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ISSUE 116 VOL 7 PUBLISHED 11/1/2002

Ecopledge activists losing touch

By Jonathon Foster
Staff Writer


Friday, November 1, 2002

A student dressed as a giant Pepsi bottle recently greeted students outside the cafeteria. This was the latest ploy by Ecopledge to draw attention to their cause. Using similar tactics, Ecopledge has become the most visible protest group on campus.

They have held a press conference and have harassed students until they signed petitions. They have hung up so many flyers (hopefully reprinted on recycled paper) around campus that they actually might be doing more harm than good.

The world is far from perfect. In past years, idealistic college students have sacrificed their time, energy, and (in some cases) their lives to make the world a better place. Back then, college students used to protest against segregation and war by holding marches and staging sit-ins. St. Olaf's young idealists, on the other hand, have chosen to send Pepsi bottles to Pepsi's corporate head quarters.

Ecopledge should realize that this is not very practical. There are no Pepsi vending machines on campus, which causes a sizeable problem in the collection of bottles. It is comparable to holding a protest in Fiji against the high cost of heating oil. Also, with the money spent on collecting, publicizing, and shipping the bottles, a nearby prairie could have been restored, several trees planted, or food bought for a food shelf.

Instead of choosing a cause that will have a substantial impact on people's lives, Ecopledge’s has chosen to fight something that causes no one real harm. Meanwhile, there are many thing worth protesting that no one seems to know or care about, including:

The United States is contemplating going to war with Iraq. According to many experts, the expected casualties to American military personnel will be the most since the Vietnam War. On the other hand, Iraq may use weapons of mass destruction against the US and its allies unless there is military intervention.

Whatever the outcome may be, it will affect all Americans. Whether for or against US policy, people should speak out. The issue is too important to remain indifferent about. (Thankfully some students have chosen to voice their opinion on this issue; however playing hacky sack in front of a large peace sign might not be the best way to force change.)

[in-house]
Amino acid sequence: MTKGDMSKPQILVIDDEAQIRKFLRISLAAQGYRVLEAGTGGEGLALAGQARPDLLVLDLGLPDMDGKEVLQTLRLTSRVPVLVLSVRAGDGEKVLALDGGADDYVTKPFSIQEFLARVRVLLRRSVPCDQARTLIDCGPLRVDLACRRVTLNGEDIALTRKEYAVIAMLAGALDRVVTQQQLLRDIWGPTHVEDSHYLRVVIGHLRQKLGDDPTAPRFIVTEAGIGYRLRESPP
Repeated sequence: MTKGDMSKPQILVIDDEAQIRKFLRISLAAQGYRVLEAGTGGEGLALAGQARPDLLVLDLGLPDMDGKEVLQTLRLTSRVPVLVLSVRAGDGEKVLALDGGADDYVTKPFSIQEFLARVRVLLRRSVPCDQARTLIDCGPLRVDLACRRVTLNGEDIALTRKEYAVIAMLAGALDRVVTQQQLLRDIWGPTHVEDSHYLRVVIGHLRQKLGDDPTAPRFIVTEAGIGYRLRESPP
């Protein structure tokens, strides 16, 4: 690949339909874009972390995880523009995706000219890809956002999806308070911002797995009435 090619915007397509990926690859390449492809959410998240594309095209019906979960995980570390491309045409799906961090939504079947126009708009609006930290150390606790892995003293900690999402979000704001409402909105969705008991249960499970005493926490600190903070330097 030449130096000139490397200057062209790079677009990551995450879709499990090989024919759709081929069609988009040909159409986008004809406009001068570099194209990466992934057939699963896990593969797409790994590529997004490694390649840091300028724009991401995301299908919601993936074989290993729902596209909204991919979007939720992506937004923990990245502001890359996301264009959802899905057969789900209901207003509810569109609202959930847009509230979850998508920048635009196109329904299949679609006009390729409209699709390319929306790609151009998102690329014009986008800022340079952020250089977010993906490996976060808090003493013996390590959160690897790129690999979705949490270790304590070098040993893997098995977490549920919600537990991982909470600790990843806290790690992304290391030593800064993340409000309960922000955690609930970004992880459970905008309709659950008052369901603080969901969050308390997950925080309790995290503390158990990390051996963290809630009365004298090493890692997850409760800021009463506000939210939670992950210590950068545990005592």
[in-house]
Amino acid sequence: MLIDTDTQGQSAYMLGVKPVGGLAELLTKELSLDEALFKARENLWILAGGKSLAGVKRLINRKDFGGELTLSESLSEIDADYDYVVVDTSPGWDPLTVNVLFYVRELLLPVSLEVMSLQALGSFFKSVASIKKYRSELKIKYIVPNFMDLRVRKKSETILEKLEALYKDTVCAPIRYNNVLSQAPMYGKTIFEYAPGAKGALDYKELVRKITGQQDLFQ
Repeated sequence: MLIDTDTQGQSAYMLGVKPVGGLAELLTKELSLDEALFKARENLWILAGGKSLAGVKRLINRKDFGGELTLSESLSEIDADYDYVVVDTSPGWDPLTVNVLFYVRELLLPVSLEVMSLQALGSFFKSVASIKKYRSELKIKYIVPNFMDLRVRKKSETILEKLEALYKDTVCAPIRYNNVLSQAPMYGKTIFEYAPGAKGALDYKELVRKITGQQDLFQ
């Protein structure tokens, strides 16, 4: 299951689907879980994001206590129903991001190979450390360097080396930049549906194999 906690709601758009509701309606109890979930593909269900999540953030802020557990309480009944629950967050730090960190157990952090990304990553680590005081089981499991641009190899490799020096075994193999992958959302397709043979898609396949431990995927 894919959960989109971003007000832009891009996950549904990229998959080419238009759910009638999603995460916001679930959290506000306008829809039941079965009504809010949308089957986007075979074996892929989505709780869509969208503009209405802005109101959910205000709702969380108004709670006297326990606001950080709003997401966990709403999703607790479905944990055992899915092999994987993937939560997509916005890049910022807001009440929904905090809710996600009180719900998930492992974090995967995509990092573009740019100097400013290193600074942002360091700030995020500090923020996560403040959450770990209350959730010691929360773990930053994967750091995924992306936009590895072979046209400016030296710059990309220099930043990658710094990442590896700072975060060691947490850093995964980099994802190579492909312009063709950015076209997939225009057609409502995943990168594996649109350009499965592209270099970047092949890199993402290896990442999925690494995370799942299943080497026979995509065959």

Each year the United States gives Israel billions of dollars. Using this money, Israel has built one of the strongest armies in the world. The United States continues to support Israel because the presence of the Israeli army helps to protect US interests.

However, Israel also uses its army to oppress the Palestinians. According to Amnesty International and Human Rights Watch, the current situation in Israel is almost identical to that of South Africa under apartheid.

Prescription drug prices have been one of the most important issues in this year campaigns. Much has been made of the high cost these days. However, this is also an international issue. Last year 360,000 people died of AIDS last year in South Africa alone. Many suffering from AIDS are left untreated because they are unable to afford the drugs. The drug companies justify the high costs by explaining that the high cost of drugs enables them to advance their research into new, more affective drugs.

There are also several more local issues including the lack of affordable housing in the Twin Cities metro area, police brutality against mentally ill individuals, and racial tensions at their highest level in several years.

There are a lot of ways to solve these problems. The easiest way to voice an opinion in this country is to vote. Sadly, the US census found that only 54.7% of eligible voters voted in the 2000 election and that only 63.9% are even registered to vote. Do not be one of the millions that do not care enough to exercise their right that millions around the world fight for.

Sit down this weekend and research the candidates. And if you happen to be thirsty while doing this, drink a nice cold bottle of coke. Boycotts have always been more affective than mailing bottles.





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